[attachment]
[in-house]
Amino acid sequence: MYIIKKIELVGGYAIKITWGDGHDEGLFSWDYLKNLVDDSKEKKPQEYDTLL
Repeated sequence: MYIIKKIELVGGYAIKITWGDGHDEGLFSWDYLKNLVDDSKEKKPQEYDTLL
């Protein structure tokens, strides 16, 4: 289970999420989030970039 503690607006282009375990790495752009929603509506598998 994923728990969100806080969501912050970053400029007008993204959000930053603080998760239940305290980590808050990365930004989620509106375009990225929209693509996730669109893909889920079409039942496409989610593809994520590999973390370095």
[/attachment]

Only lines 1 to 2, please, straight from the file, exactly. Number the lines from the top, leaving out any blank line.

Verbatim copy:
[in-house]
Amino acid sequence: MYIIKKIELVGGYAIKITWGDGHDEGLFSWDYLKNLVDDSKEKKPQEYDTLL